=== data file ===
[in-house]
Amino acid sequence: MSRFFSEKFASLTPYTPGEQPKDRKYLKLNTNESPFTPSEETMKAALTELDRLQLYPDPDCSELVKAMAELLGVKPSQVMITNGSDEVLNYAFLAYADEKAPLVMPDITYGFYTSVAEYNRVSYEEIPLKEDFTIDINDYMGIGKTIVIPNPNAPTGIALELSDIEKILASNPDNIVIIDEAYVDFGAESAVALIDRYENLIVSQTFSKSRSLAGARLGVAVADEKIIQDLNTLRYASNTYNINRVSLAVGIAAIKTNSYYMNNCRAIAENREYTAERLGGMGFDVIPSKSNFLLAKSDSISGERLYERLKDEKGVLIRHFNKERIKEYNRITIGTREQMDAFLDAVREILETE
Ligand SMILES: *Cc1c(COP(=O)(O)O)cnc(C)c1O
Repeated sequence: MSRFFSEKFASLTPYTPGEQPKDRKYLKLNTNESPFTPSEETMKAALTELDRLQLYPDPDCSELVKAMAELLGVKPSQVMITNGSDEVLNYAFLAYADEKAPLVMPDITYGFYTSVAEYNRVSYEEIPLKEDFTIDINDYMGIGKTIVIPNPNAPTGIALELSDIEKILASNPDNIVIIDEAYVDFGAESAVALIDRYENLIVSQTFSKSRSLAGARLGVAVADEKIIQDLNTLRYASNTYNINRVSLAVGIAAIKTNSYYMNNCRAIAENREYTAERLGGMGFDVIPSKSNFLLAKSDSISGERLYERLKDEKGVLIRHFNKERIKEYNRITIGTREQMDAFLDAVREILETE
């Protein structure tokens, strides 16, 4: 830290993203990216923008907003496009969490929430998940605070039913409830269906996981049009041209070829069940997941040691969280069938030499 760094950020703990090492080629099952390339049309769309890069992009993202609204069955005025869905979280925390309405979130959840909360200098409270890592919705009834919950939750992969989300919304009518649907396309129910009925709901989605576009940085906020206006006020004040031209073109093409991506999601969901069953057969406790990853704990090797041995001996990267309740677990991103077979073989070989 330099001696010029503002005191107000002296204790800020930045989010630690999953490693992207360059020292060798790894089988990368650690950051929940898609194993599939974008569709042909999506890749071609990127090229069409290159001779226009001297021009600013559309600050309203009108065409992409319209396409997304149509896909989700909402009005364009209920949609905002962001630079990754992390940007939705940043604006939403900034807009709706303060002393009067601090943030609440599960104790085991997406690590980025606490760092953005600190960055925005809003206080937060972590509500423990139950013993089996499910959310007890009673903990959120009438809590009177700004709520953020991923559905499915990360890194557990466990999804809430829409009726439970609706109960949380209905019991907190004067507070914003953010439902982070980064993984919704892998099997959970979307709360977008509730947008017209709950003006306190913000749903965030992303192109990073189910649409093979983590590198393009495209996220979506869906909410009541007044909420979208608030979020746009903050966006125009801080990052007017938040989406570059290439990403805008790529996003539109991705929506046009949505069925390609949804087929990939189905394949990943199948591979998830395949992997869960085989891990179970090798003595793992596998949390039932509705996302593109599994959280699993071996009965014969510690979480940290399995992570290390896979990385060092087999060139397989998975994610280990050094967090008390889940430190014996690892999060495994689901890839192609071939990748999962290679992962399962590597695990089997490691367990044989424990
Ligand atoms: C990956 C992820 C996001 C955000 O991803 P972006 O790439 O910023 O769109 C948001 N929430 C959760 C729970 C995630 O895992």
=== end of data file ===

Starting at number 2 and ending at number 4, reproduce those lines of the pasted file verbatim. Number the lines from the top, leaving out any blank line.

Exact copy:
Amino acid sequence: MSRFFSEKFASLTPYTPGEQPKDRKYLKLNTNESPFTPSEETMKAALTELDRLQLYPDPDCSELVKAMAELLGVKPSQVMITNGSDEVLNYAFLAYADEKAPLVMPDITYGFYTSVAEYNRVSYEEIPLKEDFTIDINDYMGIGKTIVIPNPNAPTGIALELSDIEKILASNPDNIVIIDEAYVDFGAESAVALIDRYENLIVSQTFSKSRSLAGARLGVAVADEKIIQDLNTLRYASNTYNINRVSLAVGIAAIKTNSYYMNNCRAIAENREYTAERLGGMGFDVIPSKSNFLLAKSDSISGERLYERLKDEKGVLIRHFNKERIKEYNRITIGTREQMDAFLDAVREILETE
Ligand SMILES: *Cc1c(COP(=O)(O)O)cnc(C)c1O
Repeated sequence: MSRFFSEKFASLTPYTPGEQPKDRKYLKLNTNESPFTPSEETMKAALTELDRLQLYPDPDCSELVKAMAELLGVKPSQVMITNGSDEVLNYAFLAYADEKAPLVMPDITYGFYTSVAEYNRVSYEEIPLKEDFTIDINDYMGIGKTIVIPNPNAPTGIALELSDIEKILASNPDNIVIIDEAYVDFGAESAVALIDRYENLIVSQTFSKSRSLAGARLGVAVADEKIIQDLNTLRYASNTYNINRVSLAVGIAAIKTNSYYMNNCRAIAENREYTAERLGGMGFDVIPSKSNFLLAKSDSISGERLYERLKDEKGVLIRHFNKERIKEYNRITIGTREQMDAFLDAVREILETE